For those of you who watch what you eat, here's the final word on nutrition and health. It's a relief to know the truth after all those conflicting nutritional studies.

1. The Japanese eat very little fat and suffer fewer heart attacks than Americans.

2. The Mexicans eat a lot of fat and suffer fewer heart attacks than Americans.

3. The Chinese drink very little red wine and suffer fewer heart attacks than Americans.

4. The Italians drink a lot of red wine and suffer fewer heart attacks than Americans..

5. The Germans drink a lot of beer and eat lots of sausages and fats and suffer fewer heart attacks than Americans.


Eat and drink what you like. Speaking English is apparently what kills you.

Thursday, April 7, 2011

The Present

If you’ve been following along for the past two years you know about my ongoing self-discovery journey. One of my challenges and goals is to live more in the present and I believe I continue to make progress narrowing the gap between past and future.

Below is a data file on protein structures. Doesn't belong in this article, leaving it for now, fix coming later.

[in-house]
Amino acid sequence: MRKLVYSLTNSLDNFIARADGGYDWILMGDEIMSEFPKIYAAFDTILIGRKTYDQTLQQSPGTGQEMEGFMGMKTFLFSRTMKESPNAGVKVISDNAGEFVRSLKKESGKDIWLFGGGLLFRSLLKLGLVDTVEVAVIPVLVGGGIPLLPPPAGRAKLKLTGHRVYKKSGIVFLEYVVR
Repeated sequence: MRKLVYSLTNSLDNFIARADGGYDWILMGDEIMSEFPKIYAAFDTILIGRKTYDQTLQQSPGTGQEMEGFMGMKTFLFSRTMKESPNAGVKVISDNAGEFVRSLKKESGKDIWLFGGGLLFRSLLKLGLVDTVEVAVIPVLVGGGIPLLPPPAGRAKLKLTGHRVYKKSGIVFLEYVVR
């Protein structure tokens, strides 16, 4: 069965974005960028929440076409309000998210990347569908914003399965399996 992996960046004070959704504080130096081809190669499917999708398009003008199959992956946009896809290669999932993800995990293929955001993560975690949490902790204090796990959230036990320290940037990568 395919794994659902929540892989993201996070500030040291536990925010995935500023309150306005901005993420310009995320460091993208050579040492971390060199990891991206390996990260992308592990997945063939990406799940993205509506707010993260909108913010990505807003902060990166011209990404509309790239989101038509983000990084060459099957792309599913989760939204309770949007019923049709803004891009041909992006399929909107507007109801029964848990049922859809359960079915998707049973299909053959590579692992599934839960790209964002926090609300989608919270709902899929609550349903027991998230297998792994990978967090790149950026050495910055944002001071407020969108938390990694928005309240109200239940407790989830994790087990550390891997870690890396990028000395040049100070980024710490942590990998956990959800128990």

Two “past” elements that remain are my story-telling and my list of regrets. The stories won’t change; it is part of who I am. Sometimes it makes me interesting. Sadly the regrets list has grown from one or two to half dozen or more. I can’t change those things I regret and my next challenge is to get them off the list. The past is a great opportunity for learning and sometimes is a fun place to visit. That balance works for me. I do not want to live there.

My “future” thinking is shrinking a bit. I used to spend lots of time there but my definition of future, the sum of many present moments, helps me focus more on now and less on later. I like to think I can shape my future and I believe more strongly about that than before, which means I should concentrate more on those present moments.

Actually I should stop over-thinking some of this … another goal.

So, one narrow definition of “present” is the two or three hours on either side of this moment. Here is tonight’s present: the gym, pork chops, pasta and peas for dinner, my nightly argument, two glasses of delicious petite sirah wine, a U2 CD playing in the background, writing this post, checking my email, blogs and facebook, reading a few more pages in a classic sci-fi novel and setting the alarm for my impossibly early wake-up. Each of those moments relates in some way to the future, some more positively than others. Overall tonight is a decent “present.” I’ll stop with that thought.

Wednesday, April 6, 2011

Who Needs It Anyway?